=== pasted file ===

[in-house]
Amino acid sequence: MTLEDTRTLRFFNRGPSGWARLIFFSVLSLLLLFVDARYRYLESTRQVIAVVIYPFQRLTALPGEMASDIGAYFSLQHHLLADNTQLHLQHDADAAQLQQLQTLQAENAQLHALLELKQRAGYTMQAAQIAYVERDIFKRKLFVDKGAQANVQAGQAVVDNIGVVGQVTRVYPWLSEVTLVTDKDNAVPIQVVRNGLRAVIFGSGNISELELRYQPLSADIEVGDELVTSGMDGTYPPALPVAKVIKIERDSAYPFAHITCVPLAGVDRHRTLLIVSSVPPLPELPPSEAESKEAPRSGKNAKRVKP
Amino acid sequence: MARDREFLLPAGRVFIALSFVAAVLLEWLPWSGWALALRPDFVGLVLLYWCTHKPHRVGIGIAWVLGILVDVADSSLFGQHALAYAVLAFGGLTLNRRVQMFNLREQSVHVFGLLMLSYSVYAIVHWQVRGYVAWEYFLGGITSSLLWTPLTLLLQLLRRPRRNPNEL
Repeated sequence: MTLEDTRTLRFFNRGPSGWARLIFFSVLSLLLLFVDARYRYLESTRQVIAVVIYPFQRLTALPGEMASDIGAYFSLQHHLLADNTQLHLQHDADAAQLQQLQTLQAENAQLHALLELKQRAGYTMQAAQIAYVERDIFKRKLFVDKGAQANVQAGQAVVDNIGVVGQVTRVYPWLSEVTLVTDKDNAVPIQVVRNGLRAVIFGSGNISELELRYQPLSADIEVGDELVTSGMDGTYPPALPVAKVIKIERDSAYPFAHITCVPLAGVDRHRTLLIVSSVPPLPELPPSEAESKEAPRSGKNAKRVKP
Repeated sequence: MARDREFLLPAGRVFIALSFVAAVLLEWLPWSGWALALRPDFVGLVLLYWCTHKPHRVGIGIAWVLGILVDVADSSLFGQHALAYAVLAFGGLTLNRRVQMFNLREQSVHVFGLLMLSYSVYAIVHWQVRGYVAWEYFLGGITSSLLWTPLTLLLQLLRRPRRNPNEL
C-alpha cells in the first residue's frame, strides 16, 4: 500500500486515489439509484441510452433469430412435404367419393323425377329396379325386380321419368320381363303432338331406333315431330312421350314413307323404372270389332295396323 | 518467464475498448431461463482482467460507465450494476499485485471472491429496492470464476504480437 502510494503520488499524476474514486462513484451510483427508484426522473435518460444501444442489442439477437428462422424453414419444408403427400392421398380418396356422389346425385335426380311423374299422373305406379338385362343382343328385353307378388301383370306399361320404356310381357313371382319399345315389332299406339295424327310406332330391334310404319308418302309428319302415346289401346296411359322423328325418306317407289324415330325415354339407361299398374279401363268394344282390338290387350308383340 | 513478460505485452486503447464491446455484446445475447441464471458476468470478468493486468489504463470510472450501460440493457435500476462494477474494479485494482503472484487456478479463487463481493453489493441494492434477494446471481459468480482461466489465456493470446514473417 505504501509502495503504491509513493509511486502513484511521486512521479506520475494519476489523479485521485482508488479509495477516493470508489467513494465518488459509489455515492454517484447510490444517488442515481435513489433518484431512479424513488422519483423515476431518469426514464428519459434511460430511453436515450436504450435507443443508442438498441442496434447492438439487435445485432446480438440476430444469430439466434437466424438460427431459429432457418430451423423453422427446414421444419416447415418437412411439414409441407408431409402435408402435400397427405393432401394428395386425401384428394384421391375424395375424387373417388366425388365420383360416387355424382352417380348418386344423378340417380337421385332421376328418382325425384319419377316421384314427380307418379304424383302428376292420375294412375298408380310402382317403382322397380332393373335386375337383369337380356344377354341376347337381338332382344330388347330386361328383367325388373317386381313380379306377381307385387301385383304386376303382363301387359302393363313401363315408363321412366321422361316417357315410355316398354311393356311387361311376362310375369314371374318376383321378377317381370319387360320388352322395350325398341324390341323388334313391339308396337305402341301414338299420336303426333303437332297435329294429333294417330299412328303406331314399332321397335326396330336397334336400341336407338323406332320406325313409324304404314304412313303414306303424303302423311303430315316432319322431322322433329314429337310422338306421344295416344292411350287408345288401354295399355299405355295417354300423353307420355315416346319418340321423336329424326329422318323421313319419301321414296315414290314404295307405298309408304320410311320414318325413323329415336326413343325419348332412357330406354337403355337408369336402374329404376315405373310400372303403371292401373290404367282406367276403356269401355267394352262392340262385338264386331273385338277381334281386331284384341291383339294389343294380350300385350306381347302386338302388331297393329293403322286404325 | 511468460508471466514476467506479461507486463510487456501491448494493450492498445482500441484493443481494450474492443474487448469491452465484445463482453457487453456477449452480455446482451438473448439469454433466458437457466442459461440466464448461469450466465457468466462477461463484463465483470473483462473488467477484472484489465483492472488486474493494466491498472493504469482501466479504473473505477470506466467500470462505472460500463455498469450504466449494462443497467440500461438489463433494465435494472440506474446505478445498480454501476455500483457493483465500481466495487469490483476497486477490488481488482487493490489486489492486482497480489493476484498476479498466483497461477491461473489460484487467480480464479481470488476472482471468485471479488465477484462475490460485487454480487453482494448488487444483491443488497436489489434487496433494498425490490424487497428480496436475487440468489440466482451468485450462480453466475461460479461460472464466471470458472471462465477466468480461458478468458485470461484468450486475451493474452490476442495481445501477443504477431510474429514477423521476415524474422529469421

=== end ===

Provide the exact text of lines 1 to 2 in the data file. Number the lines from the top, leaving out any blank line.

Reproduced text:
[in-house]
Amino acid sequence: MTLEDTRTLRFFNRGPSGWARLIFFSVLSLLLLFVDARYRYLESTRQVIAVVIYPFQRLTALPGEMASDIGAYFSLQHHLLADNTQLHLQHDADAAQLQQLQTLQAENAQLHALLELKQRAGYTMQAAQIAYVERDIFKRKLFVDKGAQANVQAGQAVVDNIGVVGQVTRVYPWLSEVTLVTDKDNAVPIQVVRNGLRAVIFGSGNISELELRYQPLSADIEVGDELVTSGMDGTYPPALPVAKVIKIERDSAYPFAHITCVPLAGVDRHRTLLIVSSVPPLPELPPSEAESKEAPRSGKNAKRVKP